Esme Dress

Inspired by Su from Butterflies and Lemon Drops I put Lotte Jansdotter’s book, Everyday Style, on my Christmas list.  Su has made two versions of the Esme dress, it is simple and stylish and perfect for everyday!


There are three options, a top, a tunic and a caftan version (shown on the book cover).  I went for the tunic length.

This is a very a simple pattern but I decided to make a toile because simple needs to be perfect (well, somewhere in that direction anyway).  Despite the fact that it looks a bit shroud-like in this neutral cotton I decided I liked the shape, especially the neckline, but the sleeves were way too long.  I ended up removing five inches from the original pattern because I prefer a three-quarter length sleeve and my arms are particularly short.  I considered taking the excess from part way up the sleeve but ended up just chopping it off the bottom as my forearms tend towards the rounded (or chubby) and this option allowed for more space in that area.


I used one of the fabrics from my visit to the Spring Knitting and Stitching Show, this one came from Sew Over It.  I’m not entirely sure what it is (and I can’t find it on the website) but it is quite textured and not especially drapey.  It is also a bit more synthetic feeling than I’d realised at the time of purchase.  I just liked the design and it sewed up very nicely.

The instructions in the book are fairly basic and the illustrations not particularly informative but this is such a simple make that it wasn’t an issue.  I think the jacket I’m planning to make from the same book might require a bit more effort!

The neckline has a facing which is top stitched and I was really pleased with the way this came out.


The sleeves are eased in flat and I decided to extend the gathering by an inch or so as there was a bit too much puffiness at the top on the toile sleeve which I wasn’t keen on.  The final version was fine, although only after I was forced cut out a third sleeve.  I realised as I was basting them in that in my efforts to ensure the pattern would match up perfectly at the top of each sleeve I had forgotten to flip the pattern piece over.  I therefore ended up with two right sleeves.  Thankfully I had enough fabric left to cut another one, although I had to forgo the patch pockets.  Better to have two sleeves and no pockets than pockets and one sleeve I reckon!

The whole dress came together very quickly as there are no fastenings and I think this could be run up in an evening if one ever had a whole evening spare to sew in.

I started the dress pre-overlocker course but did manage to use it to finish the edges of the hem and sleeves before turning them up.  It worked!  I was ridiculously pleased with myself given what a straightforward process this is!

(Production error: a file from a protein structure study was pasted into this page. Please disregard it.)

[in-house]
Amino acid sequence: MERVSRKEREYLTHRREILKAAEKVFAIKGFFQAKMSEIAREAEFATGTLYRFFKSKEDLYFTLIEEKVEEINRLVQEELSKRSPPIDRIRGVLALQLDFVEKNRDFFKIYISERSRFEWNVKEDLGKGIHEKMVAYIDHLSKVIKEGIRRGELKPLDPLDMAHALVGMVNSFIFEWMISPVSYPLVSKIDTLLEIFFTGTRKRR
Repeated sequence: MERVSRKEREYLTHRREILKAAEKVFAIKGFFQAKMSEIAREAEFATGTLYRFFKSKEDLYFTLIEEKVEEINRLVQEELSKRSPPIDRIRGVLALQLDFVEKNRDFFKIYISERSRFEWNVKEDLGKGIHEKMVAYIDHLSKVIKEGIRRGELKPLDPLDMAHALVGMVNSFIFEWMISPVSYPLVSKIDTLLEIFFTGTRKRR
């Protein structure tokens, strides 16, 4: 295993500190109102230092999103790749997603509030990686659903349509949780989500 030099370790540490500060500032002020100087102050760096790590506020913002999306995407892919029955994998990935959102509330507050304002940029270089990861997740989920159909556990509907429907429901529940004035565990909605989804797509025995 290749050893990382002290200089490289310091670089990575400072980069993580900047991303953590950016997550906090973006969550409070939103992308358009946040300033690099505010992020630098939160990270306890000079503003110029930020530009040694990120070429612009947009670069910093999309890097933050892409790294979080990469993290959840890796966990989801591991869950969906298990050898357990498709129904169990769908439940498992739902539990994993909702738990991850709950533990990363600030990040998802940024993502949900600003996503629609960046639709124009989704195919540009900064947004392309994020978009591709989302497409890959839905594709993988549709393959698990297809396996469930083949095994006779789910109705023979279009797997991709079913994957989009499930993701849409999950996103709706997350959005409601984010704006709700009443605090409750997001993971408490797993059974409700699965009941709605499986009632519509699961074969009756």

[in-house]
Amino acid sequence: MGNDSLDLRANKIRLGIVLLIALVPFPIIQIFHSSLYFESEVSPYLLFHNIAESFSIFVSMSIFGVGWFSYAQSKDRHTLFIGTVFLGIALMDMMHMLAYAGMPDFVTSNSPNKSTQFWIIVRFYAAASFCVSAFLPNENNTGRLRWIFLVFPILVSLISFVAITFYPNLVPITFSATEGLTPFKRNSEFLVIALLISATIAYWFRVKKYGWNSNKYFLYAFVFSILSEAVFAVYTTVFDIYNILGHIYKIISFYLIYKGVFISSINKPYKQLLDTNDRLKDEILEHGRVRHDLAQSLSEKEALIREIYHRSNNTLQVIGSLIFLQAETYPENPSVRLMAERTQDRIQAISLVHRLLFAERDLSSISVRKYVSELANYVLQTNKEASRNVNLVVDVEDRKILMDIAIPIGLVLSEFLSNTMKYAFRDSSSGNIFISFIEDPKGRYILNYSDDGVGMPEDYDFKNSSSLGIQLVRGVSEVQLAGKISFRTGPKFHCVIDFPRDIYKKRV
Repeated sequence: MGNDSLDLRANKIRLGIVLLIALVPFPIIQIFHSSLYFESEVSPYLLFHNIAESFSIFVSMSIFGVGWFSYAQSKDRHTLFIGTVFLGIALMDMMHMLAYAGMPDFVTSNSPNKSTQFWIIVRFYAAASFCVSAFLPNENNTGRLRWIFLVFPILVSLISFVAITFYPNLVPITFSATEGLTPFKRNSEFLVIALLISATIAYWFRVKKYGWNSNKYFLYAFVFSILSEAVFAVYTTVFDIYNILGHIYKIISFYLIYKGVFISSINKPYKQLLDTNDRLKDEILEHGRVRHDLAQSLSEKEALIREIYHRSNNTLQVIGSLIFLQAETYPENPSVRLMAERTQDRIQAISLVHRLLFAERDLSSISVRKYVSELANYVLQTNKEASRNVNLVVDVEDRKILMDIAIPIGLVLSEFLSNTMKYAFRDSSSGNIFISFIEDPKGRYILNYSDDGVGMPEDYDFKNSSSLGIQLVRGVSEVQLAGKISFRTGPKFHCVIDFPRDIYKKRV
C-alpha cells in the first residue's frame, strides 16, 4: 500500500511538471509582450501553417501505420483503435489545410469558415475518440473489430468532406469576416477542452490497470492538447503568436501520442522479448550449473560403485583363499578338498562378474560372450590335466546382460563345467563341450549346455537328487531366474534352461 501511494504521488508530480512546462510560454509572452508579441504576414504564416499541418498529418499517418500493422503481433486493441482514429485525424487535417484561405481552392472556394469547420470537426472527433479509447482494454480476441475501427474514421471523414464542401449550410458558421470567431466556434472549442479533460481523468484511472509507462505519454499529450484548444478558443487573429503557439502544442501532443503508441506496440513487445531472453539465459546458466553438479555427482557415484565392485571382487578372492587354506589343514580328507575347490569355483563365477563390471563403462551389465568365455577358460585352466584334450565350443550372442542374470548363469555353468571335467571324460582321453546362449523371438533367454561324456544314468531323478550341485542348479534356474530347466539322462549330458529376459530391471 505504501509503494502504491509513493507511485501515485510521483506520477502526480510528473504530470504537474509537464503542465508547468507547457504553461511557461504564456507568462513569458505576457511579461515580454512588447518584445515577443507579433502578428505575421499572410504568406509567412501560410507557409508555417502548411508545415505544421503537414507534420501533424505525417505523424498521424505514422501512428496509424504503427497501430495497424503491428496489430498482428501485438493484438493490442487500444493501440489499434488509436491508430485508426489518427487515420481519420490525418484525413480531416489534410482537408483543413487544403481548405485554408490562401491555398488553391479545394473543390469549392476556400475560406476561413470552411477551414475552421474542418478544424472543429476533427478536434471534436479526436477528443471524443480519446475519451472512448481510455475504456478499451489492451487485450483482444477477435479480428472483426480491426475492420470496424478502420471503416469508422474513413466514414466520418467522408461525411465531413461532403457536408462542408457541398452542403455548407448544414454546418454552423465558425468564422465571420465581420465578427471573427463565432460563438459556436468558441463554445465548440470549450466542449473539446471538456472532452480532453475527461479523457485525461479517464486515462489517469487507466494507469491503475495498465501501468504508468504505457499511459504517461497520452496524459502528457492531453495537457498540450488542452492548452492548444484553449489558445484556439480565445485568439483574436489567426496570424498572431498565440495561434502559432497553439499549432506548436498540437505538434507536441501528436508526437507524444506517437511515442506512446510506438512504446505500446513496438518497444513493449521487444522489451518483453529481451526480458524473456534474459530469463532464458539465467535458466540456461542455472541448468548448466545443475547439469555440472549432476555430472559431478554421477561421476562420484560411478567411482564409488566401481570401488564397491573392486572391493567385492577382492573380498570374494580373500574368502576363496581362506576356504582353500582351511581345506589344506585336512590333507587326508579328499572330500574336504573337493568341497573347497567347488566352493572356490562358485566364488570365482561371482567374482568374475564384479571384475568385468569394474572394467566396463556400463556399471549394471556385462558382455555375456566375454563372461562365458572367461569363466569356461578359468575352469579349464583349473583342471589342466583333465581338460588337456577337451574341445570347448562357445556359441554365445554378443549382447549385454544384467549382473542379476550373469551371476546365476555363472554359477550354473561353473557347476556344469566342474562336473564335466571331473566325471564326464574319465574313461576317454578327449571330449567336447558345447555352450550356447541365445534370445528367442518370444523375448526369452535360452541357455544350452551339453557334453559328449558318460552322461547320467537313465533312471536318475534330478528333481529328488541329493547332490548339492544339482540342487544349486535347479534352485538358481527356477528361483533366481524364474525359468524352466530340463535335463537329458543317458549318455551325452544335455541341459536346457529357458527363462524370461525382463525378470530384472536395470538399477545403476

Sorry for the very poor photograph of me wearing it.  I took this when I tried it on originally and then life went a bit pear-shaped when my father was taken ill and I had to move in to help my mother look after him at night.  He’s now in hospital and I’m still there keeping my mother company.


In the current circumstances this is a brilliant dress.  The fabric doesn’t crease and you can wash the dress, hang it up overnight and it is ready to wear again without ironing.  The Esme is so comfortable to wear.  I was a bit worried that the non-drapey fabric made it stick out a bit at the bottom but I think it’s fine.

When life eventually settles down again I’m ready to sew a second version, which I might make slightly smaller as there is more than enough room in this one.  I’ll also add the patch pockets – or even some pockets in the side seam.  I may also extend the length slightly so that it is suitable for summer wear at work sans tights.

27 thoughts on “Esme Dress

  1. Love to see the proud overlocked hem. Great you’re getting used to using it. I think the fabric is great for that pattern as it looks like it holds the shape really well, and the shape looks fab. I’m not a fan particularly of contrast patch pockets, but I do see a lot in the shops at the moment, maybe plain black would look good, don’t know?? Great make.

    Liked by 1 person

  2. I don’t know – the one sleeve asymmetric look might be a trend starter! The Ikat fabric takes me back about twenty years when I made lots out of it. I’m glad it’s still available as it’s very forgiving on any mistakes – not that you’ve made any, it looks lovely:)

    Liked by 1 person

  3. The dress looks lovely – I might add the bok to my wish list.
    I was told that there was an Elizabethan folk song with the words “every dress shall have 3 sleeves” – sounds like it’s been a problem since time immemorial.

    Liked by 1 person

    • I shall have to look that song up! The book is lovely and I’m determined to try the jacket before too long. It’s not lined so I’ll need to decide how best to finish the inside to make it neat and tidy.

      Liked by 1 person

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